Apple Briefly Passes Exxon as World's #1 Company

Apple briefly surged past Exxon Mobil as the world's biggest company today—and many investors believe it's still cheap.

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Apple reported earnings on Tuesday that blew past analysts’ expectations as the tech juggernaut sold an astounding 37 million iPhones during the last quarter.

At its intraday high price Wednesday, Apple’s market value reached $423.7 billion, up eight percent from $391.9 billion a day earlier.

That pushed it past Exxon Mobil’s market capitalization, which was $416.5 billion at its high during the session, though the oil giant closed the day slightly higher than Apple.

Apple has “$98 billion in cash, 116 percent EPS growth, and a depressed valuation,” wrote Goldman Sachs analyst Bill Shope, who raised his 12-month forecast on the shares to $600 from $550. “Our target price continues to be based on a 15 multiple on our revised 2012 EPS estimate.”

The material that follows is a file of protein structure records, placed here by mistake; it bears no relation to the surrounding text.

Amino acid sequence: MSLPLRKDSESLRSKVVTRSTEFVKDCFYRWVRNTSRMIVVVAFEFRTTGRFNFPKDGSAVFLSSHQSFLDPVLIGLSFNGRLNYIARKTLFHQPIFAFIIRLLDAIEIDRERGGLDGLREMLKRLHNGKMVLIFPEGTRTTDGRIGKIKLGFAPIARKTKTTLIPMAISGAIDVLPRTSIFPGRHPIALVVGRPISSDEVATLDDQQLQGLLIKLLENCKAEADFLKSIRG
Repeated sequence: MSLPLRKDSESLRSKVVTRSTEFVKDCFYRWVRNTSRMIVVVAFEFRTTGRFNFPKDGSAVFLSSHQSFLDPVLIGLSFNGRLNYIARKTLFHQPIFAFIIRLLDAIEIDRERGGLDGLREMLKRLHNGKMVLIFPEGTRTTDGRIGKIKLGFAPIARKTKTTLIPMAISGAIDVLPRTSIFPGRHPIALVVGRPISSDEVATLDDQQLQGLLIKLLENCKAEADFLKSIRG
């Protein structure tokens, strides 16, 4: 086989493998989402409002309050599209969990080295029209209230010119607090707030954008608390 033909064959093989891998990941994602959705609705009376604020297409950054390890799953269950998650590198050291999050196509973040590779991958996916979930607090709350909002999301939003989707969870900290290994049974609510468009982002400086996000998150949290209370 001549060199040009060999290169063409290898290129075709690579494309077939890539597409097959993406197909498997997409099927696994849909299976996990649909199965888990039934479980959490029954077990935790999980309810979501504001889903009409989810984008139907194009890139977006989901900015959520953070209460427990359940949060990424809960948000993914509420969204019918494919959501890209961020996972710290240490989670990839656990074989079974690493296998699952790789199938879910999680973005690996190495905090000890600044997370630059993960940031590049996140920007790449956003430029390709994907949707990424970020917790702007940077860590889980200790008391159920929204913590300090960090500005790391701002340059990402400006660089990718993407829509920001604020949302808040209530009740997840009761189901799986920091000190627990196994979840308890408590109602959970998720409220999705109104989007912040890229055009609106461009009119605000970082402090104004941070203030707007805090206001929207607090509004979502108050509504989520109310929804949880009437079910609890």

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Along with sporting a quite reasonable price-earnings ratio, analysts and investors also expect Apple to declare a dividend for the first time this year, making the shares even more attractive.

After Apple and Exxon, there is a big drop off in size for the biggest publicly-traded companies in the world.

Beijing-based PetroChina comes in third at about $270 billion, followed by Microsoft , worth $245 billion.

Fourth-quarter iPhone shipments topped even the highest estimate on Wall Street: a 33 million estimate from Jefferies. iPad, Mac, iPod sales all exceeded consensus analysts’ expectations, along with the company’s gross margin, coming in at almost 45 percent.

“The company trades at 11 times this year earnings, which are expected to grow more than 40 percent,” said Paul Hickey of Bespoke Investment Group. “It’s certainly hard to take the other side of the argument.”

Apple surpassed Exxon in market value briefly last August, only to fall back as investors worried about the future of the company in the wake of Steve Jobs’ death. Others simply sold the stock to raise funds amid a breakout in the European credit crisis.

At the close of trading, Apple fell again to second place, with a market capitalization of $416.3 billion, compared to $418 billion for Exxon.

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